General Impressions: Write down any general impressions you had about the service.

Review what you wrote later in the week. Don’t read your notes on Monday or you’ll become discouraged. But latter in the week, around Wednesday, read your notes about Sunday and see what you can glean from them.

Review your journal quarterly. Read about your successes and record salvations and testimonies to share with the church. Read the failures and challenges to see if you’ve made progress in those areas and what you need to do to improve.

New Years Resolutions for Children’s Pastors

Here are some New Years Resolutions for Children’s Pastors to consider making.

1  I will make my relationship with God a greater priority than the ministry God has given me. I do this knowing I can’t introduce children to God when I don’t spend any time with Him.

2 I will be filled with joy this year knowing that the Joy of the Lord is my strength.

3 I will ask God to help me love children who irritate me and cause behavior problem with the same love He has for them.

4 I will first ask for a revelation from God before I deliver any lesson or message to my students.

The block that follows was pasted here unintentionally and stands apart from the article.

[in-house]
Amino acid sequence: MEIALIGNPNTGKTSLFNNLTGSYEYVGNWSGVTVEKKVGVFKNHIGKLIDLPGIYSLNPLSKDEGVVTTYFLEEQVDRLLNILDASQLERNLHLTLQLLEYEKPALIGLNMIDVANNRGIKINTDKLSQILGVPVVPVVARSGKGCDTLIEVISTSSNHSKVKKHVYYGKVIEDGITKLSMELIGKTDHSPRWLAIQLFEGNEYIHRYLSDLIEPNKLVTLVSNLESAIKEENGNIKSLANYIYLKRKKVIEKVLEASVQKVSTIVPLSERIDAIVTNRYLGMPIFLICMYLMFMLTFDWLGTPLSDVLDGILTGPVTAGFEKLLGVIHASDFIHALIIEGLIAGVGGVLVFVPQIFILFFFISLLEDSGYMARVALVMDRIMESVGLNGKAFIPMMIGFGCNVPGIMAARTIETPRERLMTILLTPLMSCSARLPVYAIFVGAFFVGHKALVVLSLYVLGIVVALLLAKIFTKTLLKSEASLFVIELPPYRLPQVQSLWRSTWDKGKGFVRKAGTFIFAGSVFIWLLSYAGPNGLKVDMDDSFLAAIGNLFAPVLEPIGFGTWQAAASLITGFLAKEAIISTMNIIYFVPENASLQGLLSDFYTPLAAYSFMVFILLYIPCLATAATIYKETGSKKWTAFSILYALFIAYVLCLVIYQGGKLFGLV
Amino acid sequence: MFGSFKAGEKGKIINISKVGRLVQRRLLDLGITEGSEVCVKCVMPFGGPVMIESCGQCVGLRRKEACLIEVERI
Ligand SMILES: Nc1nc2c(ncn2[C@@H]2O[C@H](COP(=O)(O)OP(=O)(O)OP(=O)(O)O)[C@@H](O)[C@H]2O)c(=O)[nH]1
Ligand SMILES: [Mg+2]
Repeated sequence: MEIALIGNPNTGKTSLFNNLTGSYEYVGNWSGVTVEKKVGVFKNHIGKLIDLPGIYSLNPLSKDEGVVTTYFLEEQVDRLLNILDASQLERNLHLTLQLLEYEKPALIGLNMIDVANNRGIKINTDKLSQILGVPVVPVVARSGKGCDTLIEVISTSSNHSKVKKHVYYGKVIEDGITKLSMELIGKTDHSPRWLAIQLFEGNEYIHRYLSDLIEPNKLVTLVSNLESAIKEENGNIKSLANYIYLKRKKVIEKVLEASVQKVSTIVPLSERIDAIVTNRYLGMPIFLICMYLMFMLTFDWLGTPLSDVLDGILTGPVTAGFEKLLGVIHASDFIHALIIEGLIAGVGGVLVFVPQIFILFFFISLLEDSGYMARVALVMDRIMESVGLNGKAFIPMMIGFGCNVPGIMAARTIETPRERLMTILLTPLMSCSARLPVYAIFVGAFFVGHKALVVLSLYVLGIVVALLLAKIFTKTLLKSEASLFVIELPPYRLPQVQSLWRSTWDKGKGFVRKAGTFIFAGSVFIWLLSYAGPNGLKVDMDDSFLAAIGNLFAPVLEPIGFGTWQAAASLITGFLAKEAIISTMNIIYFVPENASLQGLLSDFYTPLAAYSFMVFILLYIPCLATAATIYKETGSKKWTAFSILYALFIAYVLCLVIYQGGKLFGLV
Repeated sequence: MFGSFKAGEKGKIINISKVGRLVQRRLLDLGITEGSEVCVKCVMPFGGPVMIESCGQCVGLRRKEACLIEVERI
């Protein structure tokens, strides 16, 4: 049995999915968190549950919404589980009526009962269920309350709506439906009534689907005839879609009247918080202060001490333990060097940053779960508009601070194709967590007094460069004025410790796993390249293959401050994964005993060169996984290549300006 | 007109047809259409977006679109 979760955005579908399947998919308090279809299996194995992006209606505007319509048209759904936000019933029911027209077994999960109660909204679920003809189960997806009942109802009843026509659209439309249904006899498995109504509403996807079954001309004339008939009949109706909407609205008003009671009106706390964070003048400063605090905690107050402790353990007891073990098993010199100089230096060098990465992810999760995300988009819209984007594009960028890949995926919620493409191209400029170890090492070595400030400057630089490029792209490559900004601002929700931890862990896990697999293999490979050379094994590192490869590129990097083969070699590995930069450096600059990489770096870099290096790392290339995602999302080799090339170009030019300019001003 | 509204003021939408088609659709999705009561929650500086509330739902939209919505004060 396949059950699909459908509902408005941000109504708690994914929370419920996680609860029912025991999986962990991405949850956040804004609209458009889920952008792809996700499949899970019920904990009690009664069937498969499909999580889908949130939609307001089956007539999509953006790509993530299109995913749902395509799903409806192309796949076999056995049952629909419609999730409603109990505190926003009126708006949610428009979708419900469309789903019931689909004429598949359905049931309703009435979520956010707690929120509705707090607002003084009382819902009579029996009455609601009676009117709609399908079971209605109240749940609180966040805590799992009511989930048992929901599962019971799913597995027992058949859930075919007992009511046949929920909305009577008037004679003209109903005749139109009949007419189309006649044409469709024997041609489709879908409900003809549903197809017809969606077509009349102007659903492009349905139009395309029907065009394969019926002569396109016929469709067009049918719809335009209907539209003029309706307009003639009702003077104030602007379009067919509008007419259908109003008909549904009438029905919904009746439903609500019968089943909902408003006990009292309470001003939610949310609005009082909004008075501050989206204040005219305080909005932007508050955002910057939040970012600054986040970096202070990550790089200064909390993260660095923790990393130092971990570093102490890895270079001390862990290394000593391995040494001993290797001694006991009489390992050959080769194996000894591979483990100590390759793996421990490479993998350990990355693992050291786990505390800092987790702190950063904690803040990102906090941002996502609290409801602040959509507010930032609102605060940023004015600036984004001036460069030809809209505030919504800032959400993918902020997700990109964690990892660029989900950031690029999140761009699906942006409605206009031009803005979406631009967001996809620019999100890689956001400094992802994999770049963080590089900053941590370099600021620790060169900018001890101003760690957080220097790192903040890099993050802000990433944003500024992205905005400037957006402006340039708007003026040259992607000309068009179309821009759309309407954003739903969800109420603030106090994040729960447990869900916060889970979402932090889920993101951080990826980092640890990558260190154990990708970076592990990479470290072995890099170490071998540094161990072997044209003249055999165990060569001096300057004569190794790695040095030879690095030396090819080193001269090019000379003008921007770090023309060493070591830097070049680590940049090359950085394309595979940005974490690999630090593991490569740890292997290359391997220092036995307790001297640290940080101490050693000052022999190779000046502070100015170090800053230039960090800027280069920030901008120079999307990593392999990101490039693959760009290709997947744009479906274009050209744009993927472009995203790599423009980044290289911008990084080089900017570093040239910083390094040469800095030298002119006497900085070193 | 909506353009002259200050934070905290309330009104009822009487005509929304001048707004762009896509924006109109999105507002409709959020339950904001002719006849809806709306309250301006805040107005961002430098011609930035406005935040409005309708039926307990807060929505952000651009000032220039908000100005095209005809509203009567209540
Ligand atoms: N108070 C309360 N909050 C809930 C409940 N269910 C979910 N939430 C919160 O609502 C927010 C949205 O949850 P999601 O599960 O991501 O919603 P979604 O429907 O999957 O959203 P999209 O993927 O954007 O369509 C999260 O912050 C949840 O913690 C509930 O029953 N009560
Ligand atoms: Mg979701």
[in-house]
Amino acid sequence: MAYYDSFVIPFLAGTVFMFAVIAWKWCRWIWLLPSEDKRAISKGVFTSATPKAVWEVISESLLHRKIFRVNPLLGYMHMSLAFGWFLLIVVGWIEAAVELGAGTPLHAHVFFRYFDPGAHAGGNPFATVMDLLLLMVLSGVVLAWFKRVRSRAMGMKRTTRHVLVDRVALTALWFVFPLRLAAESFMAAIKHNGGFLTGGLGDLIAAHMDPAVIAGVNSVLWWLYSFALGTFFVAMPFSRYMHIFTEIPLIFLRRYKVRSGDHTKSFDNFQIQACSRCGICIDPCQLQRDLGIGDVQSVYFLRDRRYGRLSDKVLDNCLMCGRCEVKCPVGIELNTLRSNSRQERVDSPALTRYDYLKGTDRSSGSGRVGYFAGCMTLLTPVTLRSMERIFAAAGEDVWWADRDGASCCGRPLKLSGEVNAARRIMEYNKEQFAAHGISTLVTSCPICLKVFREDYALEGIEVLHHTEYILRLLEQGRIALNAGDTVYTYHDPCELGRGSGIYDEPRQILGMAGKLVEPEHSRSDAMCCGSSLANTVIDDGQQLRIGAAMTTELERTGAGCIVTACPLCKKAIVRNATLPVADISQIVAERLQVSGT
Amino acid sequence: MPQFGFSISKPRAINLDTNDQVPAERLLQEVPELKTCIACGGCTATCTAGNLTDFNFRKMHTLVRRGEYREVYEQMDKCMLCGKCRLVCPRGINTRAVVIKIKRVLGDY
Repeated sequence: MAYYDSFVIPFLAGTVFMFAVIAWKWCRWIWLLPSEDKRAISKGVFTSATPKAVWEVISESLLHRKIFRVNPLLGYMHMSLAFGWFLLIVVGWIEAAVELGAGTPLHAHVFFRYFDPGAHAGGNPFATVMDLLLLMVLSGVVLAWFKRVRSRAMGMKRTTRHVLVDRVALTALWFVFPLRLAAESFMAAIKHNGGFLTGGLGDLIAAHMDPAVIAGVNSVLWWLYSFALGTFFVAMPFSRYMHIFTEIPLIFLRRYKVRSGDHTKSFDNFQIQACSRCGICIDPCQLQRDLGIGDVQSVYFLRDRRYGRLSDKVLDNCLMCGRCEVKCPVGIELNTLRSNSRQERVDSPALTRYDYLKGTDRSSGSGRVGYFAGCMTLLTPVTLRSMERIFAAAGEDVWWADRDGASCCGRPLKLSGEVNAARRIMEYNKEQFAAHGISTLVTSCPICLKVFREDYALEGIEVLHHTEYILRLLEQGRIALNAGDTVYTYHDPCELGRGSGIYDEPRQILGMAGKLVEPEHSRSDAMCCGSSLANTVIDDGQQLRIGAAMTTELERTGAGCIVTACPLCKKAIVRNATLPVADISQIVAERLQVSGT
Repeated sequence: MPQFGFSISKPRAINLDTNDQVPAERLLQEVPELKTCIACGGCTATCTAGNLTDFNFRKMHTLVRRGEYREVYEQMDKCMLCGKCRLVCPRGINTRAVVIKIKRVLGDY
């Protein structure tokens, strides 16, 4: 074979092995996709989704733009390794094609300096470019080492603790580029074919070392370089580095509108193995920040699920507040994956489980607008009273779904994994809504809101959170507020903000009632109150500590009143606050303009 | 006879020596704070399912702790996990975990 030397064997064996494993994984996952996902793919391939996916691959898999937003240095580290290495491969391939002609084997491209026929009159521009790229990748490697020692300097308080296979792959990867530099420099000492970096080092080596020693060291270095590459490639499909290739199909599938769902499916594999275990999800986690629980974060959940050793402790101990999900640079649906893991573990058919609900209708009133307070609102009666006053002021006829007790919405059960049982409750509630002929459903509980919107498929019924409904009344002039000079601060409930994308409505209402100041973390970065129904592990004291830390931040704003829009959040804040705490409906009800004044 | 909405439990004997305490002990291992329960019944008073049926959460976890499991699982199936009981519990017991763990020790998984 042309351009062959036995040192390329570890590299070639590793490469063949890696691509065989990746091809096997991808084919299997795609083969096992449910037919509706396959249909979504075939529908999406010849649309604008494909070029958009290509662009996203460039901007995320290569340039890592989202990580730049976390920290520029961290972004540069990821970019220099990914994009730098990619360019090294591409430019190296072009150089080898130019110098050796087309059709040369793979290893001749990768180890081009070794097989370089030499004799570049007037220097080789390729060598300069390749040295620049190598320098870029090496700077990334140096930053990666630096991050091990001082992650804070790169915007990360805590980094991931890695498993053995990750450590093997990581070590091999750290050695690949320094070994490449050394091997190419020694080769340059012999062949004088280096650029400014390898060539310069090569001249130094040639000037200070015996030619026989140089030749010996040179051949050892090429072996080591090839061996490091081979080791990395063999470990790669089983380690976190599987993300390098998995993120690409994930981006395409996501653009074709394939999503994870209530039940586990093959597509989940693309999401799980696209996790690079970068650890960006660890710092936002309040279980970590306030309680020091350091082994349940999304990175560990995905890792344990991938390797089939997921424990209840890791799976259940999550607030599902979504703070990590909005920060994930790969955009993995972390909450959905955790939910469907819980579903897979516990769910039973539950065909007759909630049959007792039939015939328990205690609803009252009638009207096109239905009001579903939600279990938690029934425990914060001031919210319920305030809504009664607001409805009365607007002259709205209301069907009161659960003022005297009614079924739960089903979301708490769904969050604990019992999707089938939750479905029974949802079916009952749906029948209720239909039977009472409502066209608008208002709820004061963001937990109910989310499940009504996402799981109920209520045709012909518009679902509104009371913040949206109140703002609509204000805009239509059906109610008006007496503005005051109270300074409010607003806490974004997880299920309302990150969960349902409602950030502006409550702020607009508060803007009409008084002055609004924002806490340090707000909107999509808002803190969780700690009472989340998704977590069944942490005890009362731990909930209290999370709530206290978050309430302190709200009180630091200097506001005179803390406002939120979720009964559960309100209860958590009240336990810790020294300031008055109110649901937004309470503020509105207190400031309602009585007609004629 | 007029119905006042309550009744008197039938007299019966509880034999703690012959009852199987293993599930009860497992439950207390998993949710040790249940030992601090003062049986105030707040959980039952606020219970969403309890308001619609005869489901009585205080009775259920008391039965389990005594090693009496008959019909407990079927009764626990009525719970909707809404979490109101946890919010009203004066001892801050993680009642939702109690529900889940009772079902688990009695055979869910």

5 I will pray and seek God’s guidance in what direction to go in my ministry instead of just jumping on board the latest fad I learned at a conference. I will seek God for a word and make sure I focus on that word throughout the year.

6 I will review policies and procedures to make sure students in my ministry are in a safe environment.

7 I will disciple my workers and develop a children’s ministry team instead of being a Lone Ranger in ministry.

8 I will provide opportunities for children to experience God by giving them opportunities to minister, emphasizing worship and discipleship, and providing altar ministry at the end of every message.

9 I will not teach children to be good. I will teach them to know God. There’s a difference.

10 I will evaluate every area of my ministry to see if it follows the other nine resolutions. This may mean we play less games or get rid of snack time. It might mean replacing a teacher who “doesn’t get it.” I might need different curriculum. I might need to nix some “sacred cow” programs. Whatever I need to do, I will make the difficult choices.